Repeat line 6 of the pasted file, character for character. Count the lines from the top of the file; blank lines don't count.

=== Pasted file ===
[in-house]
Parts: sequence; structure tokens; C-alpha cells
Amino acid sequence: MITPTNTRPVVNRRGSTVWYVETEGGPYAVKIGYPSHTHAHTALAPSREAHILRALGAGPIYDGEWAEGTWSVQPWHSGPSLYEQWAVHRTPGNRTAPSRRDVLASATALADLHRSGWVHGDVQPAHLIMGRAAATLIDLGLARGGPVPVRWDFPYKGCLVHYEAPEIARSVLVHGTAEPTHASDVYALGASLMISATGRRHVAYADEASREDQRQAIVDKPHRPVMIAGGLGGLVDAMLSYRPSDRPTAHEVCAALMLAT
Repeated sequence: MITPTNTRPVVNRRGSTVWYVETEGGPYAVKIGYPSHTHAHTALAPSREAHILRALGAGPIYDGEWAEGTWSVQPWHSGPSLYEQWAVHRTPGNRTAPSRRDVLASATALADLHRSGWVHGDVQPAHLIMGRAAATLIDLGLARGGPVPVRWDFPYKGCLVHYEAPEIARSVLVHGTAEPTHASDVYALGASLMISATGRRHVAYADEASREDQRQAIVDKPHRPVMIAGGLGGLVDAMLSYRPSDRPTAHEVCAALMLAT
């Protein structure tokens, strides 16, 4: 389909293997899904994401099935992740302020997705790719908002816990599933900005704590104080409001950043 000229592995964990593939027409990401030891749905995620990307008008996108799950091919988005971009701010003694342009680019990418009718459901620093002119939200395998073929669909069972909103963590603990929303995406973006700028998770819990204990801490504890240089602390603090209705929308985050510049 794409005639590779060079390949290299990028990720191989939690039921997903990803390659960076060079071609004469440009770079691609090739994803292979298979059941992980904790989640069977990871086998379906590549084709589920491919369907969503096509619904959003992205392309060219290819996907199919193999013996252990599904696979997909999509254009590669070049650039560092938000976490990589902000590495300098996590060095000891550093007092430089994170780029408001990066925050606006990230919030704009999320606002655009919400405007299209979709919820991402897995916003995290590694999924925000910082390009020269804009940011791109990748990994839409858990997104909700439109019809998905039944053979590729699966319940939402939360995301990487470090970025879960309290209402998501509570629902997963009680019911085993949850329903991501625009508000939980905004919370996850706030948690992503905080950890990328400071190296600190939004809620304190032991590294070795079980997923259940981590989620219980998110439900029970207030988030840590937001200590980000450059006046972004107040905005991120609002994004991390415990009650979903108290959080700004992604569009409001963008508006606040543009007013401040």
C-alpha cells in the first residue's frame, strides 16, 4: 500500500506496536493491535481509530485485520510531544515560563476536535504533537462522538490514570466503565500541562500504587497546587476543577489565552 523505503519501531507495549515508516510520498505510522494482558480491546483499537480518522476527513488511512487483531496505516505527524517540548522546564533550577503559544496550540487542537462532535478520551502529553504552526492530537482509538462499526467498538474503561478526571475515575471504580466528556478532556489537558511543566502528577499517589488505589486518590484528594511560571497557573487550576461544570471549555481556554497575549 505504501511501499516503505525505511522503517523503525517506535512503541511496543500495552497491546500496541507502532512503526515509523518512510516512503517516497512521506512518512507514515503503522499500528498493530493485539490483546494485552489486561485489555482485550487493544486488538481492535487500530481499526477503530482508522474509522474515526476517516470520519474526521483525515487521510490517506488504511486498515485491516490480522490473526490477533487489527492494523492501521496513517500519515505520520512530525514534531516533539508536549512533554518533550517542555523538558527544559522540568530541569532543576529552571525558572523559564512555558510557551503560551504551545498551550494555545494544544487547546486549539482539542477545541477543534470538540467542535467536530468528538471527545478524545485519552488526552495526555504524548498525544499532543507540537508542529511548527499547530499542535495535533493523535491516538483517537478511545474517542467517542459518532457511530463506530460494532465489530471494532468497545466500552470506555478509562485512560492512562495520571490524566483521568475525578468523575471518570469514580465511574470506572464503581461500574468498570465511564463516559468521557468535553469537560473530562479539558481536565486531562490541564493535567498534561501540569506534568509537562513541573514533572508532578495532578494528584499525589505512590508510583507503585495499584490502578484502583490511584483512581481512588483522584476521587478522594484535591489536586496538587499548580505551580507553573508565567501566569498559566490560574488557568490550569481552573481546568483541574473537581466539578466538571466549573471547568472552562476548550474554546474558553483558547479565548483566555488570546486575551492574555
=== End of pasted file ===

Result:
C-alpha cells in the first residue's frame, strides 16, 4: 500500500506496536493491535481509530485485520510531544515560563476536535504533537462522538490514570466503565500541562500504587497546587476543577489565552 523505503519501531507495549515508516510520498505510522494482558480491546483499537480518522476527513488511512487483531496505516505527524517540548522546564533550577503559544496550540487542537462532535478520551502529553504552526492530537482509538462499526467498538474503561478526571475515575471504580466528556478532556489537558511543566502528577499517589488505589486518590484528594511560571497557573487550576461544570471549555481556554497575549 505504501511501499516503505525505511522503517523503525517506535512503541511496543500495552497491546500496541507502532512503526515509523518512510516512503517516497512521506512518512507514515503503522499500528498493530493485539490483546494485552489486561485489555482485550487493544486488538481492535487500530481499526477503530482508522474509522474515526476517516470520519474526521483525515487521510490517506488504511486498515485491516490480522490473526490477533487489527492494523492501521496513517500519515505520520512530525514534531516533539508536549512533554518533550517542555523538558527544559522540568530541569532543576529552571525558572523559564512555558510557551503560551504551545498551550494555545494544544487547546486549539482539542477545541477543534470538540467542535467536530468528538471527545478524545485519552488526552495526555504524548498525544499532543507540537508542529511548527499547530499542535495535533493523535491516538483517537478511545474517542467517542459518532457511530463506530460494532465489530471494532468497545466500552470506555478509562485512560492512562495520571490524566483521568475525578468523575471518570469514580465511574470506572464503581461500574468498570465511564463516559468521557468535553469537560473530562479539558481536565486531562490541564493535567498534561501540569506534568509537562513541573514533572508532578495532578494528584499525589505512590508510583507503585495499584490502578484502583490511584483512581481512588483522584476521587478522594484535591489536586496538587499548580505551580507553573508565567501566569498559566490560574488557568490550569481552573481546568483541574473537581466539578466538571466549573471547568472552562476548550474554546474558553483558547479565548483566555488570546486575551492574555